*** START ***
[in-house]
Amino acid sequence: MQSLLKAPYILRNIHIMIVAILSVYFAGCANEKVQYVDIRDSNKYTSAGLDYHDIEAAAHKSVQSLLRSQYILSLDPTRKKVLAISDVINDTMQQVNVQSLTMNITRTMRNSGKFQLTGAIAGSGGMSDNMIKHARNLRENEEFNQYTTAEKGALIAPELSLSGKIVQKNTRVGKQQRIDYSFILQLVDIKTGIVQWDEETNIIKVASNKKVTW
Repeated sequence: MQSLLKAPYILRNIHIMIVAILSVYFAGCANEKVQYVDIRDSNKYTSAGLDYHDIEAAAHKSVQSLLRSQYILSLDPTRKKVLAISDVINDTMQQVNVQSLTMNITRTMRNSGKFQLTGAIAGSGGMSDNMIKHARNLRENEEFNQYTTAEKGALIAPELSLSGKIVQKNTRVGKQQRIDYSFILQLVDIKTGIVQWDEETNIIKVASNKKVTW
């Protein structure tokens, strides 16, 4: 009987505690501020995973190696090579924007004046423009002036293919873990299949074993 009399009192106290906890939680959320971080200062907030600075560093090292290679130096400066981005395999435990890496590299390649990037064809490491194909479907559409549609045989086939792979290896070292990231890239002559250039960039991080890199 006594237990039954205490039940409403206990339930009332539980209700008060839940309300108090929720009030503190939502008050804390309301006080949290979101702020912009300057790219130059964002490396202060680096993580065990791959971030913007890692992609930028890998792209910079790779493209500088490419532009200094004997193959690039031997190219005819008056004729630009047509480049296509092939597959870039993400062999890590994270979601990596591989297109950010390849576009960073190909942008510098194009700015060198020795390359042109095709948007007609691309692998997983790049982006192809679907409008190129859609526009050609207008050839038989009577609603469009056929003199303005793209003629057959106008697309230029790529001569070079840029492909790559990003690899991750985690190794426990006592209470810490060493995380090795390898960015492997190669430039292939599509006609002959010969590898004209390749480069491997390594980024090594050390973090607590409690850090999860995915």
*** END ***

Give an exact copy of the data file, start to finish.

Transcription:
[in-house]
Amino acid sequence: MQSLLKAPYILRNIHIMIVAILSVYFAGCANEKVQYVDIRDSNKYTSAGLDYHDIEAAAHKSVQSLLRSQYILSLDPTRKKVLAISDVINDTMQQVNVQSLTMNITRTMRNSGKFQLTGAIAGSGGMSDNMIKHARNLRENEEFNQYTTAEKGALIAPELSLSGKIVQKNTRVGKQQRIDYSFILQLVDIKTGIVQWDEETNIIKVASNKKVTW
Repeated sequence: MQSLLKAPYILRNIHIMIVAILSVYFAGCANEKVQYVDIRDSNKYTSAGLDYHDIEAAAHKSVQSLLRSQYILSLDPTRKKVLAISDVINDTMQQVNVQSLTMNITRTMRNSGKFQLTGAIAGSGGMSDNMIKHARNLRENEEFNQYTTAEKGALIAPELSLSGKIVQKNTRVGKQQRIDYSFILQLVDIKTGIVQWDEETNIIKVASNKKVTW
């Protein structure tokens, strides 16, 4: 009987505690501020995973190696090579924007004046423009002036293919873990299949074993 009399009192106290906890939680959320971080200062907030600075560093090292290679130096400066981005395999435990890496590299390649990037064809490491194909479907559409549609045989086939792979290896070292990231890239002559250039960039991080890199 006594237990039954205490039940409403206990339930009332539980209700008060839940309300108090929720009030503190939502008050804390309301006080949290979101702020912009300057790219130059964002490396202060680096993580065990791959971030913007890692992609930028890998792209910079790779493209500088490419532009200094004997193959690039031997190219005819008056004729630009047509480049296509092939597959870039993400062999890590994270979601990596591989297109950010390849576009960073190909942008510098194009700015060198020795390359042109095709948007007609691309692998997983790049982006192809679907409008190129859609526009050609207008050839038989009577609603469009056929003199303005793209003629057959106008697309230029790529001569070079840029492909790559990003690899991750985690190794426990006592209470810490060493995380090795390898960015492997190669430039292939599509006609002959010969590898004209390749480069491997390594980024090594050390973090607590409690850090999860995915």